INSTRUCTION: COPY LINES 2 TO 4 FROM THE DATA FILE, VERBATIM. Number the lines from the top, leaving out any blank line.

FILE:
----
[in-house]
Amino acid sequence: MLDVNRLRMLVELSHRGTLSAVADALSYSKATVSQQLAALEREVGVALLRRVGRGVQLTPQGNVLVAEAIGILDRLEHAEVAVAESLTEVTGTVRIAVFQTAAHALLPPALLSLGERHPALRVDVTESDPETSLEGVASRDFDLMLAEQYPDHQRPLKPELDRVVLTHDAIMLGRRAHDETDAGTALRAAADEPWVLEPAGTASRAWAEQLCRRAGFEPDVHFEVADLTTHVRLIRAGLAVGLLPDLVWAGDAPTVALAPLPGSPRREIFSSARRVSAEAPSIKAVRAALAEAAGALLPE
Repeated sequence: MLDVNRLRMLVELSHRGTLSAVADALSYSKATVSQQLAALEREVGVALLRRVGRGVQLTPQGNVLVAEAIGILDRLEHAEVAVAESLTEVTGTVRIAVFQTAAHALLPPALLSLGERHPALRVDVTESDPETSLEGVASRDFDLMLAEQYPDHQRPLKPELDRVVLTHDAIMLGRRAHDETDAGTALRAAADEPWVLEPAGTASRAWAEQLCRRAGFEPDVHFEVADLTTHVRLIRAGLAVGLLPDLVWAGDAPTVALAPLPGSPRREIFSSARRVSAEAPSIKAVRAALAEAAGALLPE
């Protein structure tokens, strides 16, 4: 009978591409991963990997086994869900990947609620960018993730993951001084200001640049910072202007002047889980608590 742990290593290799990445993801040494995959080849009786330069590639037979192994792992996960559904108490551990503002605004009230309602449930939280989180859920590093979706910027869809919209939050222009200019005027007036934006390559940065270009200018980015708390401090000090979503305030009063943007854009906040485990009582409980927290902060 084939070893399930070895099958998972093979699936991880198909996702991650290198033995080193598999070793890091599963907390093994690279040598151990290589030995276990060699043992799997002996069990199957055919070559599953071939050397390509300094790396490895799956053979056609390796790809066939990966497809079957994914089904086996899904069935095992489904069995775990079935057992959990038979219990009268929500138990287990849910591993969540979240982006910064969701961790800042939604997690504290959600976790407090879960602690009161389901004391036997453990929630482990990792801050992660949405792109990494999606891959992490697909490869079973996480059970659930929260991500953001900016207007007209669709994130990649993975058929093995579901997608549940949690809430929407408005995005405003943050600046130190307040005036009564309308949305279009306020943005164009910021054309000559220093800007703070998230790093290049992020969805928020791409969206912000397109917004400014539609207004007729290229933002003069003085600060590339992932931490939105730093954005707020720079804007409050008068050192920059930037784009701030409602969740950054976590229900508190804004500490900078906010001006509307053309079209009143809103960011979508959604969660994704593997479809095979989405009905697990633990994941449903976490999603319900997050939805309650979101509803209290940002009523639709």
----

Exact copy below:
Amino acid sequence: MLDVNRLRMLVELSHRGTLSAVADALSYSKATVSQQLAALEREVGVALLRRVGRGVQLTPQGNVLVAEAIGILDRLEHAEVAVAESLTEVTGTVRIAVFQTAAHALLPPALLSLGERHPALRVDVTESDPETSLEGVASRDFDLMLAEQYPDHQRPLKPELDRVVLTHDAIMLGRRAHDETDAGTALRAAADEPWVLEPAGTASRAWAEQLCRRAGFEPDVHFEVADLTTHVRLIRAGLAVGLLPDLVWAGDAPTVALAPLPGSPRREIFSSARRVSAEAPSIKAVRAALAEAAGALLPE
Repeated sequence: MLDVNRLRMLVELSHRGTLSAVADALSYSKATVSQQLAALEREVGVALLRRVGRGVQLTPQGNVLVAEAIGILDRLEHAEVAVAESLTEVTGTVRIAVFQTAAHALLPPALLSLGERHPALRVDVTESDPETSLEGVASRDFDLMLAEQYPDHQRPLKPELDRVVLTHDAIMLGRRAHDETDAGTALRAAADEPWVLEPAGTASRAWAEQLCRRAGFEPDVHFEVADLTTHVRLIRAGLAVGLLPDLVWAGDAPTVALAPLPGSPRREIFSSARRVSAEAPSIKAVRAALAEAAGALLPE
């Protein structure tokens, strides 16, 4: 009978591409991963990997086994869900990947609620960018993730993951001084200001640049910072202007002047889980608590 742990290593290799990445993801040494995959080849009786330069590639037979192994792992996960559904108490551990503002605004009230309602449930939280989180859920590093979706910027869809919209939050222009200019005027007036934006390559940065270009200018980015708390401090000090979503305030009063943007854009906040485990009582409980927290902060 084939070893399930070895099958998972093979699936991880198909996702991650290198033995080193598999070793890091599963907390093994690279040598151990290589030995276990060699043992799997002996069990199957055919070559599953071939050397390509300094790396490895799956053979056609390796790809066939990966497809079957994914089904086996899904069935095992489904069995775990079935057992959990038979219990009268929500138990287990849910591993969540979240982006910064969701961790800042939604997690504290959600976790407090879960602690009161389901004391036997453990929630482990990792801050992660949405792109990494999606891959992490697909490869079973996480059970659930929260991500953001900016207007007209669709994130990649993975058929093995579901997608549940949690809430929407408005995005405003943050600046130190307040005036009564309308949305279009306020943005164009910021054309000559220093800007703070998230790093290049992020969805928020791409969206912000397109917004400014539609207004007729290229933002003069003085600060590339992932931490939105730093954005707020720079804007409050008068050192920059930037784009701030409602969740950054976590229900508190804004500490900078906010001006509307053309079209009143809103960011979508959604969660994704593997479809095979989405009905697990633990994941449903976490999603319900997050939805309650979101509803209290940002009523639709």